Our sacrifice — the best we have to offer,

And not our worst nor second best, our best,

Our very best, our lives laid down like Jonah’s

Our lives laid down in war and peace — may not

Be found acceptable in Heaven’s sight.

And that they may be is the only prayer

Worth praying. May my sacrifice

Be found acceptable in Heaven’s sight.

– Robert Frost in

“A Masque of Mercy”

 

SIXTY-FOUR years ago, on Aug. 5, 1949, a crew of 15 Smoke Jumpers, the U.S. Forest Service’s elite airborne firefighters, stepped into the sky above a remote forest fire in the Montana wilderness. Within two hours after their jump, all but three of these men were dead or fatally burned. The record of the Mann Gulch Fire has been chronicled by master storyteller Norman Maclean in his book “Young Men and Fire.”

Guided by compassion, Maclean helps us accompany these select young men who never once realized that they could be mortal on their way to the obliterating earth. In such a journey of compassion, what any of us have finally as our guide, Maclean wrote, is whatever understanding we may have gained along the way of ourselves and others, chiefly those close to us — folk with whom we have shared both joy and suffering. Maclean ends his account with these words: “I, an old man, have written this fire report. Among other things, it was important to me, as an exercise for old age, to enlarge my knowledge and spirit so I could accompany young men whose lives I might have lived on their way to death. I have climbed where they climbed, and in my time I have fought fire and inquired into its nature. In addition, I have lived to get a better understanding of myself and those close to me.”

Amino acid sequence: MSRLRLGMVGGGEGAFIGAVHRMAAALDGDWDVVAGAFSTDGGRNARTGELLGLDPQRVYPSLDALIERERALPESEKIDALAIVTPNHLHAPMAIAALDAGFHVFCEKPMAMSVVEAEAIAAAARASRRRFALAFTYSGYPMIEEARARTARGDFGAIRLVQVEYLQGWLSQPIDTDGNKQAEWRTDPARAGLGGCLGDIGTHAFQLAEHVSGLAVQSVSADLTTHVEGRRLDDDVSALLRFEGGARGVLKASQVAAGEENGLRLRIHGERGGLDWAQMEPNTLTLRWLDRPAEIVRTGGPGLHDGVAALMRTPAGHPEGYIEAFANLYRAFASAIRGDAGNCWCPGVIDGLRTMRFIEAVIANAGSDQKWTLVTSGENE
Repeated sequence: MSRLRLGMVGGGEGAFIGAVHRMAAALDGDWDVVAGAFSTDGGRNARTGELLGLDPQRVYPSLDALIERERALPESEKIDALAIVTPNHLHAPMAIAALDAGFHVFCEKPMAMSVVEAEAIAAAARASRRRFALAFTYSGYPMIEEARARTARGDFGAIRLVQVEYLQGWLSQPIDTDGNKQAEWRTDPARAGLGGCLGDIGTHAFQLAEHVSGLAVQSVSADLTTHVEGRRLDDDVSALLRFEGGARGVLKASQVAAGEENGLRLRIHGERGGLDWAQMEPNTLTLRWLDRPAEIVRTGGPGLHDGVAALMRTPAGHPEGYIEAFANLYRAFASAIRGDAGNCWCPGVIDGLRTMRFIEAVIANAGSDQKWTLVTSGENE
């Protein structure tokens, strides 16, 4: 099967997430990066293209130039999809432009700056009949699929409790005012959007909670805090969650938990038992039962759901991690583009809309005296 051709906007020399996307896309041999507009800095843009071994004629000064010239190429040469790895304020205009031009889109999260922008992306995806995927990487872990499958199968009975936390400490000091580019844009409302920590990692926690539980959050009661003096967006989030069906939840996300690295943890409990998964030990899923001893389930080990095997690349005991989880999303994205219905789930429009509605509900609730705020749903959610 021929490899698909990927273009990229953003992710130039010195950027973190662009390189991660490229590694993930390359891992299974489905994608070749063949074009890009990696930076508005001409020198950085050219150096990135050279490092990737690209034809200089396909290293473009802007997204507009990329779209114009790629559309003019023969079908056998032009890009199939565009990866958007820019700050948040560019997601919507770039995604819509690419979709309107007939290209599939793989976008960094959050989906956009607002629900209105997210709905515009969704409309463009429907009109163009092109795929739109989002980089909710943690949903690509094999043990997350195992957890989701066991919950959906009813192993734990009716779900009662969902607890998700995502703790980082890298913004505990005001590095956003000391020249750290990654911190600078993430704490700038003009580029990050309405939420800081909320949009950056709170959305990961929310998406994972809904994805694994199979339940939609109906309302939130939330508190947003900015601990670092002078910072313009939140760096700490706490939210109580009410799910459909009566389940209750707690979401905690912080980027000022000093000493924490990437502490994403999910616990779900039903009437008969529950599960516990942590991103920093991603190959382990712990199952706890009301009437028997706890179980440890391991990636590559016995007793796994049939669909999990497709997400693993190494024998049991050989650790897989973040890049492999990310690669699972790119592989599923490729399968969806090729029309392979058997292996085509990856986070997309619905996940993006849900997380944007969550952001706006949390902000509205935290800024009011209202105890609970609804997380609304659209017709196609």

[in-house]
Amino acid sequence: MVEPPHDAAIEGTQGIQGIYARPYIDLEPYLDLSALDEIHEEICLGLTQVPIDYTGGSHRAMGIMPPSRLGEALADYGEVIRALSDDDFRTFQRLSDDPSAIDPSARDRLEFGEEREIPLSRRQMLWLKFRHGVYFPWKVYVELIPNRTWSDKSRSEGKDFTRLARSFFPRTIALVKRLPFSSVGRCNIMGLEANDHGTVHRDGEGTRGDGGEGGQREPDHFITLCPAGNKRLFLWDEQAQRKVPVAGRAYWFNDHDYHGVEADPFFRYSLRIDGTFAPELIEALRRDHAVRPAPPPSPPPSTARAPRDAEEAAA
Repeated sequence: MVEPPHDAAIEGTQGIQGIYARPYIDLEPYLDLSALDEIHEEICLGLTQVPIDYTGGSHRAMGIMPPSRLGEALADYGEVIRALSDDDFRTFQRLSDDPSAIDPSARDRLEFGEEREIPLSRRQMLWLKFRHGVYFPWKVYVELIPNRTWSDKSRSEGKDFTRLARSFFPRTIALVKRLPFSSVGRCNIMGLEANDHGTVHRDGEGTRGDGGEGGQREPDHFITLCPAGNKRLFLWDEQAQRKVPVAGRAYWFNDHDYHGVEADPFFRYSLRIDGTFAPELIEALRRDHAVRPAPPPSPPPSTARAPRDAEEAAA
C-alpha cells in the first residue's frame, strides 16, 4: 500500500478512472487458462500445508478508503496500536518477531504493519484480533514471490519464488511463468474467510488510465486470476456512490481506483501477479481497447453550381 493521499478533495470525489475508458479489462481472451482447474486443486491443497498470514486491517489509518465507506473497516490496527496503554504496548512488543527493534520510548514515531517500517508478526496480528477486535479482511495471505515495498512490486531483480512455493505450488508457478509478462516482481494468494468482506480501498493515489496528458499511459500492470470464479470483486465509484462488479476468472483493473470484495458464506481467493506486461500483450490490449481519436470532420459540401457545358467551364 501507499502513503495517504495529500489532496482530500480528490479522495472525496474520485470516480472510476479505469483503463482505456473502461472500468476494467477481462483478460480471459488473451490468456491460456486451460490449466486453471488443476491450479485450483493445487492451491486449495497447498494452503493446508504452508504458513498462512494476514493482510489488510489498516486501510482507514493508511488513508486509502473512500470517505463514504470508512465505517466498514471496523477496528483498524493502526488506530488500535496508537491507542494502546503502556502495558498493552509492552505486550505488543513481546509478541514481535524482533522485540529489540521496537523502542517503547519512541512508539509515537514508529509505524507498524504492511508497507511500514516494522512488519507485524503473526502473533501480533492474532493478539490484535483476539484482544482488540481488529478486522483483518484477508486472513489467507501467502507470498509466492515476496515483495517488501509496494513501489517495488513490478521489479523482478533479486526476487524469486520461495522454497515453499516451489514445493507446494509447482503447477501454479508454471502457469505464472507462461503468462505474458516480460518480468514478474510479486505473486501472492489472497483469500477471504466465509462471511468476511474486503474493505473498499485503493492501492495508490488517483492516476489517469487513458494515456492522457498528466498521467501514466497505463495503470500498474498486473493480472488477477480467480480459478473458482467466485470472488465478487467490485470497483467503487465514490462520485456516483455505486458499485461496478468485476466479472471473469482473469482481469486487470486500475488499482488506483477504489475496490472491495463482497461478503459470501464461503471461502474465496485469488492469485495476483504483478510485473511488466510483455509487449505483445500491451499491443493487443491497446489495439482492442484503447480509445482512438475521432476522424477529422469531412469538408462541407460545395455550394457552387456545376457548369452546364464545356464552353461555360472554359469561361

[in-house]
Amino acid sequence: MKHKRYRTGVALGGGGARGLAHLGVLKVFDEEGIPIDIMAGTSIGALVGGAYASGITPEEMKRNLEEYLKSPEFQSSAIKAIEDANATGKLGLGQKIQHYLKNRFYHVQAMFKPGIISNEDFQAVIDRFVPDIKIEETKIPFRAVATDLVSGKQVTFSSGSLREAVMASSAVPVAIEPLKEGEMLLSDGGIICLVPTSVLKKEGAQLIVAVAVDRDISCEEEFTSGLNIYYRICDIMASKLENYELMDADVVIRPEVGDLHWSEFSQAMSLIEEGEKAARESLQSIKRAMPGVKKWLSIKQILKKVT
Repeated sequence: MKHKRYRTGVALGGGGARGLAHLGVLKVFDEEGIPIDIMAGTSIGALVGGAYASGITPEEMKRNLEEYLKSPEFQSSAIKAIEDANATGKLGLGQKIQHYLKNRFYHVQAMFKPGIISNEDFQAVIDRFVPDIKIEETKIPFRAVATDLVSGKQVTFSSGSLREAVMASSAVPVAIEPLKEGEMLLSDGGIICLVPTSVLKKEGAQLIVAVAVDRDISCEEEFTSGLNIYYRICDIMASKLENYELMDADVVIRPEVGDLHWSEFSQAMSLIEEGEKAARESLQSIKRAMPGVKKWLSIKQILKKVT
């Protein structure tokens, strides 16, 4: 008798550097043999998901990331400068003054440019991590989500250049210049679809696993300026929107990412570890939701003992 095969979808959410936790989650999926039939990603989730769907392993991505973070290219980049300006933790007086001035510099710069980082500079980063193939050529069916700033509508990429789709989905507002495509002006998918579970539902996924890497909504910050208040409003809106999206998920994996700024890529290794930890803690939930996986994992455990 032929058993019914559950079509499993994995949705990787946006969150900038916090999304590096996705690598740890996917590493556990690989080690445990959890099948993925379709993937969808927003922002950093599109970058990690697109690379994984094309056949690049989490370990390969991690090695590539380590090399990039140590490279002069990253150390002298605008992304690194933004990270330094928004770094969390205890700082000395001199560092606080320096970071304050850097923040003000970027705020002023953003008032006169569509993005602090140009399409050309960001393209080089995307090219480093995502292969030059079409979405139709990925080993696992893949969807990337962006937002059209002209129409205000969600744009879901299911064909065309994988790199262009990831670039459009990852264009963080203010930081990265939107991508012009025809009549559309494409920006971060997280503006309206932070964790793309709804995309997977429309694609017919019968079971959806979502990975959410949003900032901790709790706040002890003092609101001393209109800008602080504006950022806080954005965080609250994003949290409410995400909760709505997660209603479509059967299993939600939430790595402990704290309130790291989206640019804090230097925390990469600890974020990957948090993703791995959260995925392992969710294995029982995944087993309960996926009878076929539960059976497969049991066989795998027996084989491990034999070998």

Why share these thoughts? For me, Maclean has somehow brought poignantly into focus our life as a “trial by existence.” We are mortals on our returning way to the nullifying grave. Maclean argues that this “trial by existence” is best shaped by a deep compassion for others — a value Jesus embodied for the sake of all. It is important, he notes, to nurture in ourselves this largesse of spirit that we might better be with those persons close to us in this strange journey toward our dying.

We enhance this largesse of spirit by remembering who we are, where we have come from, and even the follies we might have become addicted to, had not our circumstances and, possibly, our faith, put us upon the path we now walk.

It is also wisdom to know that life is not just a walk across an empty field. Possibility of ambush is real. I further acknowledge that other “faces” were out there that could have been mine for the taking. It is wisdom to know that each day’s doings is our making a play against other possible futures — other faces. Existence is trial. Shakespeare foresaw that the darkest problem of our humanity was our conception of ourselves. Who do we wish to be?

“It hath been taught us from the primal state

“That he which is was wished until he were.”

So we are rightly cautioned by our Christian writings: “Be careful then how you live, not as unwise people but as wise, making the most of the time….” I am an imperfect and flawed human being; nevertheless, I do not doubt that my choices in life mattered and that when made… doors behind me slammed shut and were bolted against my return. Today my life embodies the consequences of those choices! So it shall be for you reading this!

 

NOTE: In view of my having worked three summers while in college with the U.S. Forest Service in Oregon — two on fire lookouts and one on a trail crew, Maclean’s “Young Men and Fire” was particularly interesting to me. Some of you might find it a worthy read.

Merle Steva is a retired minister with the United Church of Christ who lives in Saco.